The Challenges with Implementing CI/CD Security
Keeping Secrets Secret in a CI/CD Pipeline
DevOps use automation tools to streamline CI/CD pipeline operations, especially during the build, test, and deployment phases. While CI/CD has traditionally dealt with application code, there is a growing shift to deploy IaC practices to build out infrastructure and manage configuration files.
However, using CI/CD pipelines to build out infrastructure increases the risk of exposing the secrets your application needs for application credentials, API keys, encryption keys, digital certificates, and so on.
While automating core aspects of the CI/CD pipeline like the test, build, and deployment tasks have the added advantage of removing the need for DevOps to store and keep track of secrets, it nonetheless moves those secrets into the CI/CD pipeline domain, along with its associated tools.
This, therefore, creates a scenario where CI/CD tools have become the biggest consumers of secrets, creating an additional challenge of storing, transmitting, and auditing those secrets securely. Moreover, when many of these CI/CD tools, by necessity, have to interface with other systems in the DevOps environment.
In other words, all these aspects together create conditions that drastically increase the risk of exposing secrets in CI/CD config files. Compromised secrets in the CD/CI pipeline allow an adversary to leak information or make unwanted changes.
- Deploy the least privilege principle by granting access to only required secrets.
- Ensure hardcoded secrets are removed from CI/CD tools and IaC templates.
- Never store secrets in source code.
- Audit CI/CD and automation tools to make sure secrets are not inadvertently passed on during operations such as build or pull requests through the CI/CD pipeline.
- If necessary, spread secrets among various automation and CI/CD tools to reduce their attack attractiveness, and the potential attack target of a single file.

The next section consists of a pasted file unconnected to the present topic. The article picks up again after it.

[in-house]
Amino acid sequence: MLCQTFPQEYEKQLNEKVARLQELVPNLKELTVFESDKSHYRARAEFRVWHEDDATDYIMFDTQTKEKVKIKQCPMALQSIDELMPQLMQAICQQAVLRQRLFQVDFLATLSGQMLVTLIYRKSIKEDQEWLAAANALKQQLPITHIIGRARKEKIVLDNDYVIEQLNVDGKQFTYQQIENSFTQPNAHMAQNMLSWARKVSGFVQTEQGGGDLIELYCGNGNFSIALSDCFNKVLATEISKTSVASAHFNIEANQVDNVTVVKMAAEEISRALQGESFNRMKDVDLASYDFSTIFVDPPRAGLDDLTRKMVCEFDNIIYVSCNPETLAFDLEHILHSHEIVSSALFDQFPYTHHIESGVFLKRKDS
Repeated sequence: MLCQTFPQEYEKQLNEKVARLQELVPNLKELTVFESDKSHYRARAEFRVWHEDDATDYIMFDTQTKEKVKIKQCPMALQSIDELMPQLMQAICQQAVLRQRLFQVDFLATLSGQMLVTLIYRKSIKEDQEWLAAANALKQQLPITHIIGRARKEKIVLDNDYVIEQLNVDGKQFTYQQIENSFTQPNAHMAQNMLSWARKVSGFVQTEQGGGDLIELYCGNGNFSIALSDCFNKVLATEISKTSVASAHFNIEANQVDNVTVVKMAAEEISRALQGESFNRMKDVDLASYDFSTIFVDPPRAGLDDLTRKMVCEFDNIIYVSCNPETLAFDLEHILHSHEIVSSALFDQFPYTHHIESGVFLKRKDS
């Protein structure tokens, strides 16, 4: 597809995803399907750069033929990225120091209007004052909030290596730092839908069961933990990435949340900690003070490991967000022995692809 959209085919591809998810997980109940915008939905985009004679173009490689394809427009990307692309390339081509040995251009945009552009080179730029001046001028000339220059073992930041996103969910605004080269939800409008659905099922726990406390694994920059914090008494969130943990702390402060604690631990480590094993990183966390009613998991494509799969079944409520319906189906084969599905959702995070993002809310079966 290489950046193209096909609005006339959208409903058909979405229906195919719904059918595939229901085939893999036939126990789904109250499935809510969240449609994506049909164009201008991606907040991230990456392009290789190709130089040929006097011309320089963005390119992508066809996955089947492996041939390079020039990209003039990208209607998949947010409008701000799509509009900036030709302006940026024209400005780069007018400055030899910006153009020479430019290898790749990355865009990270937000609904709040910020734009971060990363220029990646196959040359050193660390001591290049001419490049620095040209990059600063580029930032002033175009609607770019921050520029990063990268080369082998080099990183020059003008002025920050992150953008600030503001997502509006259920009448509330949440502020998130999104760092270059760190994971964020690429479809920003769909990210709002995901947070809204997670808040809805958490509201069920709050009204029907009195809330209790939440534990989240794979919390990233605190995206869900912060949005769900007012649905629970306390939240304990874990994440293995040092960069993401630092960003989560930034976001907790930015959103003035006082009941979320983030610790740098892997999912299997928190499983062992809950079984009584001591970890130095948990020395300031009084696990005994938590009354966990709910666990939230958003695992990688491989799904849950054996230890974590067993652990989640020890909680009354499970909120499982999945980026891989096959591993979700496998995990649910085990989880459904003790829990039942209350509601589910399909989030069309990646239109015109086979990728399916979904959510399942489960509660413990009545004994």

- Rotate passwords after each use with a password manager.
Insecure System Configuration
This results from flaws in security settings. Poor and lack of proper configuration provide attackers with “low-hanging fruit” vulnerabilities in the CI/CD pipeline.
The CI/CD pipeline security is a system that depends on robust configurations and settings at various infrastructure levels, such as the network and applications. These configurations — or lack thereof — strengthen or weaken the overall security posture of the CI/CD environment.
- Create and maintain a process to audit and periodically review all CI/CD environment configurations.
- Use abstraction technologies like virtualization and containers, in addition to declarative IaC templates to ensure configuration parity is maintained.
- Implement continuous vulnerability scanning to detect misconfigurations.
A Lack of Integrated Security Tools
Scaling DevSecOps has proven challenging, more so as organizations grapple with rapid release timelines while managing increasingly complex software infrastructures, typically spread across hundreds of server nodes.
However, automation is one of the pillars used to bridge this gap, especially in regard to application security testing in CI/CD pipelines. Embracing automation takes away a lot of uncertainty, reducing risks, and attendant rework headaches.
Nevertheless, secure DevOps is still failing to translate as it should, and ironically, technology could be the root of the problem. This is because technological barriers can contribute to a lack of effective CI/CD security.
The key DevSecOps challenge, according to 61% of respondents in a survey report by 451 Research, is the lack of automated, integrated security tools. But this lack of automation isn’t indicative of a lack of tools in the market, but rather a problem of fit.
As the report states, “not all security tools are equal, and the less software testing tools can be integrated and automated into enterprise workflows, the less effective they will be in securing CI/CD pipelines.”
One way organizations can overcome this challenge is to adequately identify the right type of technology that can smartly and seamlessly fit into their existing CI/CD workflows. This entails seeking out the proper approach, with the right CI/CD tools, along with the ideal vendor to provide adequate support, while continually applying industry best practices.
Securing Your CI/CD Pipeline with Lightspin
To achieve a resilient CI/CD pipeline and robust cloud security posture requires a partner who understands how to overcome potential attack vectors targeting these areas, especially within the context of your environment.
Lightspin’s context-based cloud security empowers cloud engineers and security teams to eliminate risks and maximize productivity. Lightspin’s IaC Security solution powers DevSecOps teams to ensure their code is secure from the start. Review your code as you build and garner insights into how you may be impacting production.
Try our free demo and discover the immediate positive impact that Lightspin can have on your environment from Day 1.